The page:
KKBE Women’s Seder, Story Slam: “Liberation”

The microphone might as well be a sword, as petrified as I stand trembling before it. In my mind’s eye, its bulbous mass looms so large I can see every black mesh dimple and dent — yet not so large that it obscures the 250 expectant faces looking up at me from beyond. 250 faces constituting the most terrifying audience for a terrified teen: My peers.

How on earth did I get here??

Here is MoVFTY Spring Conclave (as we called such events then) for my NFTY regional youth group. Our temple is hosting, and I — a high school sophomore — am a co-chair for the event. Everyone is gathered in the basement of our synagogue, the temple youth lounge that, over the past year, has become my home away from home. I’m incredibly excited for the event, have been planning for it for months. There’s just one problem: I’ve never been to a regional conclave and have absolutely no idea what to expect.

How did I come to be co-chair then you ask? Well, it went something like this… The president of my youth group takes me aside during a Super Bowl Party, seconds left in the game, the losing team about to attempt what would be a winning field goal, and asks: “Hey, Stephanie, what do you think about co-chairing Spring Conclave?” And I respond — not with fact-gathering inquiries about the nature of a conclave or the responsibilities of a co-chair — but instead ask the all-important question: “If I say yes, will you let me go back to watch the game??”

And so here I am. But now that I’m here, there’s apparently a second problem: My president has matter-of-factly handed me the microphone and said: “We need to make announcements about the plan and schedule for the evening.” A simple enough task, for most people perhaps —but not for me. I’m terrified of public speaking. I can still vividly remember lip-syncing through my junior high choir performance, absolutely petrified that if I tried to eek out any sound, I would throw up all over my shoes.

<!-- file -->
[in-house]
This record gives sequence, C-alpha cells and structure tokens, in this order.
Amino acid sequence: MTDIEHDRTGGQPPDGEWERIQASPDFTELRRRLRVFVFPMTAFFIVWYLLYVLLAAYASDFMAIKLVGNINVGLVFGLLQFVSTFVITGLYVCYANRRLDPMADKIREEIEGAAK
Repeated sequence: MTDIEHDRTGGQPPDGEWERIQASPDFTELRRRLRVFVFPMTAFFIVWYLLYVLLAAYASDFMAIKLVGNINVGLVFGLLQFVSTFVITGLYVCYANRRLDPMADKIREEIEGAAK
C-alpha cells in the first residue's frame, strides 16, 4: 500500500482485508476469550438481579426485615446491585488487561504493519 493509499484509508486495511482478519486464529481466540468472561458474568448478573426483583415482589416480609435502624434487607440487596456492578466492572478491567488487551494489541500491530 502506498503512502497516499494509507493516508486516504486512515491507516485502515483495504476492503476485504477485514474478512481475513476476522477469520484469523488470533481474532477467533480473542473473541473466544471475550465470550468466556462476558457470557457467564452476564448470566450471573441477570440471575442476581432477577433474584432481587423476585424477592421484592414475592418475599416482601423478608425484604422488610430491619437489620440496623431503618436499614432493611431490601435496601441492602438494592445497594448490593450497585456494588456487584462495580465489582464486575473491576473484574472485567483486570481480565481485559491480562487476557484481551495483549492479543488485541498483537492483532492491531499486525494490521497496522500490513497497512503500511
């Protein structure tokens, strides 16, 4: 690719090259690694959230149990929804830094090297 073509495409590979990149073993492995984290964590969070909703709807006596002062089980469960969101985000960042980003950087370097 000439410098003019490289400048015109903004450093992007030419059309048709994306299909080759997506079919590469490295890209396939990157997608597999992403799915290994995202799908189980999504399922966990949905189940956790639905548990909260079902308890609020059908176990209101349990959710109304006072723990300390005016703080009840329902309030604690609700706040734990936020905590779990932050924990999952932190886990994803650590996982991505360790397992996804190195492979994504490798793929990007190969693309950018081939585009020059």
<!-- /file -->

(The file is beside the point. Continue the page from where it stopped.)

But now everyone is staring at me; I can’t hide in a chorus. So I squeeze the microphone… ask myself, “What’s the worst that can happen?”… take a deep breath… and start to talk.

And of course the worst things that I imagine happening, don’t happen… what does happen is even worse. When I squeak out the words, “I have some announcements to share,” everyone starts singing!… “Announcements, Announcements, Announcements! A, double-N, O, U, N, C, E, M, E, N, T S…”

I’m mortified. I’m humiliated. … But then I realize: “Hey — I’m not dead.” Even more importantly: “I didn’t throw up!” Yes, they’re singing — loudly, obnoxiously — and clearly I missed some important memo along the way — but they’re smiling and laughing… and the world didn’t end.

Eventually that interminable song does end. And, when it does, I hold the microphone a little more comfortably. And with a smile on my face, I start again. Liberated.